miscellany

You know how you'll be straightening up your abode and at first it's pretty easy? I know where this goes! I know where this goes too! And then you get down to the stuff that you can't find a good place for, so you just shove it in the closet? Welcome to the closet. If you're looking for any rhyme or reason to what follows, I'm so sorry.

The Lyttle Lytton Contest

Quite possibly the most popular thing on this site, the Lyttle Lytton Contest has run annually since 2001. The basic idea is this: the annual Bulwer-Lytton Fiction Contest challenges entrants to pen the world's most atrocious first line to a novel. The problem is that most entries are so long that they're not amusingly bad — they're just flat-out unreadable. So the Lyttle Lytton Contest forces entrants to keep their masterpieces down to 200 characters or less. It runs year-round, so check it out!

Stochastic Planet

A few years ago I coded up a little PHP toy that would pull up a random spot on Earth. Now imagine running that script every day and archiving the nearest photo on a Tumblr blog. Except you don't have to imagine it, because Stochastic Planet is already doing it! If you tumbl at all, go check it out — once you've seen a few dozen of these you might have a different sense of what the land mass of the Earth is actually like.

I am in some books
Gaming Hacks edited by Simon Carless

I wrote half of an interactive fiction tutorial for this O'Reilly & Associates book. Andrew Plotkin wrote the other half. If you've ever wondered what a game by Zarf and me would look like...

Twisty Little Passages by Nick Montfort

This book has a short chapter on my '90s interactive fiction.

The Inform Designer's Manual, 4th ed. by Graham Nelson

This guide to the interactive fiction language Inform discusses several of my programs. It also says I have "a rare gift for the amoral."

Millennials Rising by Neil Howe and William Strauss

Howe and Strauss, on whom I did my undergraduate honors thesis, quote me a couple of times, even though I have since disavowed their generational model.

Paintings of rectangles
Joust

I ripped off this idea fairly blatantly — I once commissioned video game art from clearfour.com, but thought I ought to do this one myself since it was for Jennifer's birthday.

CGA 1 (fake Jo Baer polyptych)

Jo Baer is an artist who painted a number of "black band" paintings that I like a lot. Here's an homage using the palettes offered by IBM's Color Graphics Adapter of 1981, on which I deeply imprinted as a child.

Links

I used to have a whole page of links, which basically amounted to "here are some sites that I thought were cool on a Wednesday three years ago." This section is basically the Fun Size version of that.

webcast.berkeley

Hundreds of courses from my beloved alma mater, available online! I got an MP3 player specifically so that I could download these lectures and listen to them in the car. (Often while driving to Berkeley to audit another class in person.)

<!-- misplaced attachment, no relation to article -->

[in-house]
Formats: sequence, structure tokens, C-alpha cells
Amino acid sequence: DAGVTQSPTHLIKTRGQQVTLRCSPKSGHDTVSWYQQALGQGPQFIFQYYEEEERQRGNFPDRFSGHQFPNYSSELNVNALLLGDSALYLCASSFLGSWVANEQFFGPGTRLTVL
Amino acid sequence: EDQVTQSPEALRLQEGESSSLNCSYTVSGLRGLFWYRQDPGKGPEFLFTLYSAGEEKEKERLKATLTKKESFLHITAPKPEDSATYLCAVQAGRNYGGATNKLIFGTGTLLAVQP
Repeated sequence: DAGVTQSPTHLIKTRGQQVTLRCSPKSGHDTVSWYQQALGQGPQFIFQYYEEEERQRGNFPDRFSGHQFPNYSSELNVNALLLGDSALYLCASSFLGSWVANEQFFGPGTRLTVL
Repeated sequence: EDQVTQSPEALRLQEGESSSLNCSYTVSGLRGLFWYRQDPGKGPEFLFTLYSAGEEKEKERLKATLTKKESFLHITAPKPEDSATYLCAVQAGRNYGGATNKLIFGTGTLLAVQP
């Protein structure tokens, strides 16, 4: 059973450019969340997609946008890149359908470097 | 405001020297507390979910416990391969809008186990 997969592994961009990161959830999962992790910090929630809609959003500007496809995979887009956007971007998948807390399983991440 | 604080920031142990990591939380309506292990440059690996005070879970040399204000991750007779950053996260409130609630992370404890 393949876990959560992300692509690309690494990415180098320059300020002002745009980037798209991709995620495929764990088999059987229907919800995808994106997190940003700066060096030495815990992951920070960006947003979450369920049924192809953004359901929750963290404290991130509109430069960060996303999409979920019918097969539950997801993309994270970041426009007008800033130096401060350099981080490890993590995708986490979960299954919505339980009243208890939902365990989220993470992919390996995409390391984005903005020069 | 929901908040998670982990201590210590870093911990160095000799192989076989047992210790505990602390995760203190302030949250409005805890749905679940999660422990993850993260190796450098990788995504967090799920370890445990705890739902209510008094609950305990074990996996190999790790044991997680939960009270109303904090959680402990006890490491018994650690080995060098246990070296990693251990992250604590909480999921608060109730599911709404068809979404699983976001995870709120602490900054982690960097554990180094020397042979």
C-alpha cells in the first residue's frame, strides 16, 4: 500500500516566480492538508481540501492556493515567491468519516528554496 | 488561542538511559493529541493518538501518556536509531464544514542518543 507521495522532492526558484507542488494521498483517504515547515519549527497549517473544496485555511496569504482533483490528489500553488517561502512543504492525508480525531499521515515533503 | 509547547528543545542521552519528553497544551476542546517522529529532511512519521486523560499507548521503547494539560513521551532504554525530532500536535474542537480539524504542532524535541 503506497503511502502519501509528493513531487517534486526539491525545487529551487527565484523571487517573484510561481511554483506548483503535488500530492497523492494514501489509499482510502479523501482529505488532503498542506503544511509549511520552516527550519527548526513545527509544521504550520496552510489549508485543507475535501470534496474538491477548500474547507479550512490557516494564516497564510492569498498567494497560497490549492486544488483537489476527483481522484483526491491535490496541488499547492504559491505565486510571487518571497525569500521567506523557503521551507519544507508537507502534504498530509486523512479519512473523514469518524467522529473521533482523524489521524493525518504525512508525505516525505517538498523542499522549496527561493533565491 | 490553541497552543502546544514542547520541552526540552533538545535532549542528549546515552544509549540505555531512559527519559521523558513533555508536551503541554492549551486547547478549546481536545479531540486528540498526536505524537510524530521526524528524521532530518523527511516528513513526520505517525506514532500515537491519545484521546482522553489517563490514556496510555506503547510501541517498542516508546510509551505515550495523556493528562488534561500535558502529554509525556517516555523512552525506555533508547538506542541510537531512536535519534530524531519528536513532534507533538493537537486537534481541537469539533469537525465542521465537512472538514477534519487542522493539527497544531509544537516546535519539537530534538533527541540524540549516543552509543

Munsell Palette

The standard RGB color wheel has large areas with little apparent variation and then rather small areas with great variation; as art professor Albert Munsell observed circa 1900, this is because the perception of color is a psychological response to light, not an inherent property of the light itself. He therefore conducted rigorous tests of human visual responses to color stimuli and created an irregular solid with perceptually uniform steps along each axis. I used this tool to rationalize the color scheme on my Calendar pages.

And then, for the stuff that doesn't even belong on any of the closet shelves, there's that box on the floor way in the back. In real life, mine has, among other stuff, a raccoon hand puppet, a bunch of old license plates, an empty box that once held some crêpes dentelles, and my psychological evaluation from when I was five. Online, it has this stuff.

I try to audit at least one class every semester, and the one I picked for 2013/Fall was a combined astronomy and integrative biology course called "Origins: from the Big Bang to the Emergence of Humans." In one lecture, the professor showed off an analogy for genetic drift. Take a few dots with different colors, and simply flip coins, two per dot. For each head, give the dot an offspring. Watch how a very small number of colors will quickly dominate the population, not because they offer any type of selective advantage, but simply randomly. I thought this was neat so I coded it up as a PHP toy. Check it out.

I made a Youtube movie about date formats. (When I told Elizabeth about this, her reply was a resigned sigh of "You and your date formats.")

Geographical representations of election results are especially misleading in Canada, with its vast swaths of uninhabited tundra and tiny pockets where people actually live. Cartograms to the rescue! Feast your eyes on the 41st Canadian Parliament.

Speaking of maps, the end of Daylight Saving Time on 2009.1101 got me thinking... you know how most of the world cheats a little where time zones are concerned, so that even during standard time the sun rises and sets later than it technically should? What would a map of time zone deviance look like? Answer: like this. (Or this, if you're colorblind.)

For ages the only picture of me in any kind of circulation was the photo on my book jacket from 1999.11. But eight years later I was interviewed for a documentary about interactive fiction, and apparently this clip from that movie is now the first image that comes up if you do a web search on me. As you can see, I look massively different. (Actually, I've lost a fair amount of weight since that last picture was taken.)

Gull is a guide to Glulx Inform, which is used to create interactive fiction. It is also mentioned on the IF page, but I figure it can't hurt to mention it here as well.


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